Security News Survey – August 9, 2019

This week, we look at a data breach impacting 23.3 million online shoppers and several misconfigured databases that exposed troves of sensitive information.


It’s been an exciting week with the Interset team attending Black Hat USA in Las Vegas! We always enjoy getting a chance to chat face-to-face with security professionals, and it’s been great to see some interesting headlines stem from the show this week. But in addition to keeping an eye on Black Hat news, we’ve also been tracking broader cybersecurity headlines. Here are a few items that caught our eye. 

CafePress data breach compromised 23.2 million accounts

Online t-shirt seller CafePress is making headlines this week after Have I Been Pwned (HIBP) began notifying impacted users (that have opted into HIBP’s “Notify Me” service) of a February 2019 data breach that it has tied to the e-retailer. According to HIBP, the CafePress breach has compromised email addresses, names, and contact information associated with more than 23.2 million accounts. 

The company has not commented on claims of a data breach. Coincidentally, however, CafePress has been forcing customers to reset their passwords due to what they are calling an update in their corporate “password policy.” These notifications make no mention of a data breach, which is leaving many customers with questions about whether the company is aware of the breach, if it’s investigating the issue and boosting security, and why it isn’t willing to disclose the breach to impacted individuals. We don’t know the circumstances of the breach as of right now, but hopefully we will learn more when CafePress issues a statement.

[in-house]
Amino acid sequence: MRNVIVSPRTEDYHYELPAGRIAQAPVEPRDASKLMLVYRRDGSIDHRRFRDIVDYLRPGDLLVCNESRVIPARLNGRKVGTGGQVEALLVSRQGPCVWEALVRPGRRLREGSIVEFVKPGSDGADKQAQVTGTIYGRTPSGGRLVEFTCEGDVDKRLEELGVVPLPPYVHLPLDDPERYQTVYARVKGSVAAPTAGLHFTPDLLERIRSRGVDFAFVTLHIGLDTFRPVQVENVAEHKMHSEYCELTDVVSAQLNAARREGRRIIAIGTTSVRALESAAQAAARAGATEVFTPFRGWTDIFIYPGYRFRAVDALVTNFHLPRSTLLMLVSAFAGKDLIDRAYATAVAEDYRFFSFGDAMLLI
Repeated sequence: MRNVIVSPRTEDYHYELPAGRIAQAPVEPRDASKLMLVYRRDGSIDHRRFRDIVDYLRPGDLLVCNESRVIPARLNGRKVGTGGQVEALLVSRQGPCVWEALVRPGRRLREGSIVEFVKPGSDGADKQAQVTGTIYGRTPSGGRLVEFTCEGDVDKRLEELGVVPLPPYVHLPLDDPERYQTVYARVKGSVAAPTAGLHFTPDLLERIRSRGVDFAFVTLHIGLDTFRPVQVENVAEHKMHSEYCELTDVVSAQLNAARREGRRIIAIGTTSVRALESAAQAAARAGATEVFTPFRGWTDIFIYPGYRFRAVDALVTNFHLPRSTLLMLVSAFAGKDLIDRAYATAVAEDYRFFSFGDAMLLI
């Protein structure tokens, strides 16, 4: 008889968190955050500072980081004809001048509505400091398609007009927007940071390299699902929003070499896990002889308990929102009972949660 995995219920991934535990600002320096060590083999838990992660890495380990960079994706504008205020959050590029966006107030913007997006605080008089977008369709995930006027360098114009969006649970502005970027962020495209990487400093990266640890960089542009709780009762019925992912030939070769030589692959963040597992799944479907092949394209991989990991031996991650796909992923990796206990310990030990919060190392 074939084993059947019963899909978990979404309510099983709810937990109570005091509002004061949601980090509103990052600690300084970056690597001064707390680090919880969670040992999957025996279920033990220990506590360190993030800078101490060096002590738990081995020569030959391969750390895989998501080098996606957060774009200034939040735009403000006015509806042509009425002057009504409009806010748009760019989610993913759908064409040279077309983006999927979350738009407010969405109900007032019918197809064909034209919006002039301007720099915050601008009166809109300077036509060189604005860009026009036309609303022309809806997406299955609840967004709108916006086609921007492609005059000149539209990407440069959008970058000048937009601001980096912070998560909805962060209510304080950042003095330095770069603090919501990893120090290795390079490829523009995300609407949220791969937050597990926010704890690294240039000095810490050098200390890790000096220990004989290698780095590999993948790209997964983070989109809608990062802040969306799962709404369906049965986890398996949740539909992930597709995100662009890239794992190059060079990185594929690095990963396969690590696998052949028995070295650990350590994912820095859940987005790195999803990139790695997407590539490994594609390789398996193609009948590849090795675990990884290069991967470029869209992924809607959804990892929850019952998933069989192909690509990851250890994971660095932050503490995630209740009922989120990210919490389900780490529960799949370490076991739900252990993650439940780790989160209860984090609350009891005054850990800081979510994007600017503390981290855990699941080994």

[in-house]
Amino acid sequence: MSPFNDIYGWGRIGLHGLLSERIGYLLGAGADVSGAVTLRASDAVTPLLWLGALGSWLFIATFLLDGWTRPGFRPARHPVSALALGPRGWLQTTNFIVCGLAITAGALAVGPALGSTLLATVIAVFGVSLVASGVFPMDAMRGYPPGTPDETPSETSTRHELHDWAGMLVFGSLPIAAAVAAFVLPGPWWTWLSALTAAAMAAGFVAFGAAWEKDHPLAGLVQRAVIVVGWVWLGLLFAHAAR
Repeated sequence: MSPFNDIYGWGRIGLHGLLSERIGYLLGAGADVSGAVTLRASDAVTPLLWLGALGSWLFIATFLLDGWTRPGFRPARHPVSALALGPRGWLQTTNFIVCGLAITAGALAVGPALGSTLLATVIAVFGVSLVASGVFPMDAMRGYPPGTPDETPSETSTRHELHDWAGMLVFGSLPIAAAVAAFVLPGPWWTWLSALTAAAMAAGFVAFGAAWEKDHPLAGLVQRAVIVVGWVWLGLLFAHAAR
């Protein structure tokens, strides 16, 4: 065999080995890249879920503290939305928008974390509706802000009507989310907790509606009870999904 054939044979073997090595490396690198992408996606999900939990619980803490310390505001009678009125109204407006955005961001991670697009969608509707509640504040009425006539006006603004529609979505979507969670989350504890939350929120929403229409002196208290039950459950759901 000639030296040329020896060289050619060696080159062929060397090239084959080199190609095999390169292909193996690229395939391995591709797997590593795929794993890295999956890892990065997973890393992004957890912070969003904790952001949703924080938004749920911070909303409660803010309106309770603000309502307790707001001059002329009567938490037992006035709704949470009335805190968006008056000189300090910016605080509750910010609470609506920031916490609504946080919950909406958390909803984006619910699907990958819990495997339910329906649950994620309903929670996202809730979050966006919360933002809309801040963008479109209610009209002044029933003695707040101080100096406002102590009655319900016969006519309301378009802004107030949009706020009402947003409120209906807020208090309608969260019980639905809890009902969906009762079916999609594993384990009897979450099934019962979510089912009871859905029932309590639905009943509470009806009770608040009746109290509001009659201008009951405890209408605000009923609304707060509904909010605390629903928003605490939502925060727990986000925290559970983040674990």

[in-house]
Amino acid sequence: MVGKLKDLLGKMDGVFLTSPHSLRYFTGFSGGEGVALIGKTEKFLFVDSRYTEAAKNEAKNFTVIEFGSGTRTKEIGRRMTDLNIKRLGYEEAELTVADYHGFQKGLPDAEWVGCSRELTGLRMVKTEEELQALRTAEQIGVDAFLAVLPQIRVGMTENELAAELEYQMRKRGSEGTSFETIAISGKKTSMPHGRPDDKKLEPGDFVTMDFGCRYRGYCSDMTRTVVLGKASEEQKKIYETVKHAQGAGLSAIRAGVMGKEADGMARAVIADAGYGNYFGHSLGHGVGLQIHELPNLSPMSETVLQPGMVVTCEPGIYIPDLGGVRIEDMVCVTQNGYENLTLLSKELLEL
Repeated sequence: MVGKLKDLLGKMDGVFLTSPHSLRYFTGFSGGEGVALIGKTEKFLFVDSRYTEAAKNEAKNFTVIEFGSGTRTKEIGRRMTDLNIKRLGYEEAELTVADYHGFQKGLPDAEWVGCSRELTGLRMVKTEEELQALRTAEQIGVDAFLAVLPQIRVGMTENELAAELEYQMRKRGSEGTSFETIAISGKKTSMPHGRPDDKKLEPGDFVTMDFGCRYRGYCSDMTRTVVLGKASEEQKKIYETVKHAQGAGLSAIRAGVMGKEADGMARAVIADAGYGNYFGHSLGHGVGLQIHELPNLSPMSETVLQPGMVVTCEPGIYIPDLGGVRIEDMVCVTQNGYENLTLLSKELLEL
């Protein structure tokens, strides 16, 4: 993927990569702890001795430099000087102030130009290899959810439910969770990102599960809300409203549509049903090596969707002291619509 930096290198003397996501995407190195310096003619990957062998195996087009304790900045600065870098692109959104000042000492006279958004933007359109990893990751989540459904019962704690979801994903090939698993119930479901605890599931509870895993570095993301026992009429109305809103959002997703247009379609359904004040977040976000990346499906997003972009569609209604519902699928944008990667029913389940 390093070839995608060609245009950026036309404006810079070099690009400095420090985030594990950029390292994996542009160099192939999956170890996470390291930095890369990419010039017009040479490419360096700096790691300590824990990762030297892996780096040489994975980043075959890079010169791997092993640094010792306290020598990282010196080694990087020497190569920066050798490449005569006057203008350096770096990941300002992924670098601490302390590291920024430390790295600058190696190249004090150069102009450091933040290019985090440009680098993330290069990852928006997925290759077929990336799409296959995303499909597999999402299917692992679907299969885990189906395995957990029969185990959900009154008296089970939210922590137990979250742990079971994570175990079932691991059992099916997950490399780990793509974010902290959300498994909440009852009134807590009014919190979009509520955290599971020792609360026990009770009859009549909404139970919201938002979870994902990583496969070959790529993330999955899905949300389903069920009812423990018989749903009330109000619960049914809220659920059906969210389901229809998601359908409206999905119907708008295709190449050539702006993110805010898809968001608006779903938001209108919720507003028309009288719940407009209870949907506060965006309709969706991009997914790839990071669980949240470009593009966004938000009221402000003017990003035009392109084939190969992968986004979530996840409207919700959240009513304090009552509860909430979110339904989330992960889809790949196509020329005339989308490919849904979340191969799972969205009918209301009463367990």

Political committee leaves millions of email addresses exposed for 9 years

We’re no strangers to exposed, unsecured servers these days. Unfortunately, the latest example of this trend is setting a new record. Security researchers recently discovered that a misconfigured Amazon S3 cloud storage bucket belonging to the Democratic Senatorial Campaign Committee left around 6.2 million email addresses exposed since 2010. The file, which was meant to suppress individuals from the DSCC’s marketing emails, included personal email addresses as well as government and military email addresses. The misconfiguration of the S3 bucket allowed anyone full control, including changing access permissions. The storage bucket was secured by the DSCC following the security researchers’ discovery, but it’s unclear if or how many people had accessed the information in the nine years that it was left exposed. 

Two misconfigured databases expose thousands of patients

Security researchers have also discovered two additional misconfigured databases belonging to healthcare companies, Medico and Amarin Pharma. According to reports, the Medico database contained 1.7 GB of documents that contained personal, financial, and medical data dating back to 2018. The database also stored usernames and default passwords. Similarly, an unsecured Amarin Pharma database exposed names, contact info, and medical data of more than 78,000 patients. Both databases were secured after the companies were notified. 

The healthcare industry, in particular, appears to be struggling with misconfigured databases that leave sensitive information exposed. Security experts are pointing to gaps in “operations processes” that may be leading to patterns in exposed data.